Table of contents

Foreword Richard Harmston


1 Introduction: Unpacking the Conceptual Ragbag

2 The Politics of Helping People: Canada and Sri Lanka

3 From Enlightenment to Globalization: A Historical Passage

4 “As Long as People Are People”: Voluntarism, Government, and Politics

5 Dams, Jeeps, and People-Centred Development: The South Asian Experience

6 Conclusion: Towards the “Double Movement”




In this concise, critical study of civil society, Jamie Swift sketches the history of the concept from its roots in the eighteenth century, to the present. Swift looks at its practical application in specific cases, such as Canada’s Victorian Order of Nurses, and with community-based groups in South Asia (India, Nepal, Pakistan, Sri Lanka, and Bangladesh). He examines the relationship between voluntarism, the state, politics, and the market, and considers the motives and priorities of those using the term today.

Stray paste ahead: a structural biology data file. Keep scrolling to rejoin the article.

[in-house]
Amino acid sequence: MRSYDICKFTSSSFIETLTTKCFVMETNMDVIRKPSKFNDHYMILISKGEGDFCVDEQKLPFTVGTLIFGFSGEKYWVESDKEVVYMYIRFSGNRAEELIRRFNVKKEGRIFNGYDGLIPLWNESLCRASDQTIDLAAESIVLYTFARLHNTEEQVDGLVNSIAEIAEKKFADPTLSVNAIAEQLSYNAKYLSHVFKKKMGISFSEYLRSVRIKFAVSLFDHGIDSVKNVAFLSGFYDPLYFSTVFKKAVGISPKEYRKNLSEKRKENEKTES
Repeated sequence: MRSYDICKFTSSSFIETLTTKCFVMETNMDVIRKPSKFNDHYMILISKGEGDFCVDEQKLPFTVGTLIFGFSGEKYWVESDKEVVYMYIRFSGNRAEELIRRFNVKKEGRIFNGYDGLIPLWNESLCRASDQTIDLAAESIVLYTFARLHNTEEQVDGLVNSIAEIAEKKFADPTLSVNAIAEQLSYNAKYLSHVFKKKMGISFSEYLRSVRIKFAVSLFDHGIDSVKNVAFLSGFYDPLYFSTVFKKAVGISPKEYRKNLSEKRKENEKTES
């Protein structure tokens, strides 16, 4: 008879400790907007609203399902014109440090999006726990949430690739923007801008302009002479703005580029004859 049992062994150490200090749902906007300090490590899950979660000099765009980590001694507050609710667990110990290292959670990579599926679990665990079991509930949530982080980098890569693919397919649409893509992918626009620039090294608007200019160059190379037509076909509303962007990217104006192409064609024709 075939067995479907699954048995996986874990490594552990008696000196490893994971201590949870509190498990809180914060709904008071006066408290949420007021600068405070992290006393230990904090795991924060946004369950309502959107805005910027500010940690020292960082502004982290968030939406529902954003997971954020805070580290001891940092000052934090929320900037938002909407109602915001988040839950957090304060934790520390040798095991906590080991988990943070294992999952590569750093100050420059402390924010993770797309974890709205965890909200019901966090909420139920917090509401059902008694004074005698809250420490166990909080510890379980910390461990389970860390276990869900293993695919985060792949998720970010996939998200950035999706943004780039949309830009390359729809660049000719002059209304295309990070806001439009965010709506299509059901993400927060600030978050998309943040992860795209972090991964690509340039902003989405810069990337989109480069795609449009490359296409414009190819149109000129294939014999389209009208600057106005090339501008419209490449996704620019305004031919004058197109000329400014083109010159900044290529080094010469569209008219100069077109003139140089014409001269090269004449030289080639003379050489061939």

This book is not for the politically faint-of-heart; the material can be fairly dense. yet for those willing to wade through, there are numerous moments of insight, along with remarkable stories of “third world” victories over megaprojects and colonial exploitation.

- Quill & Quire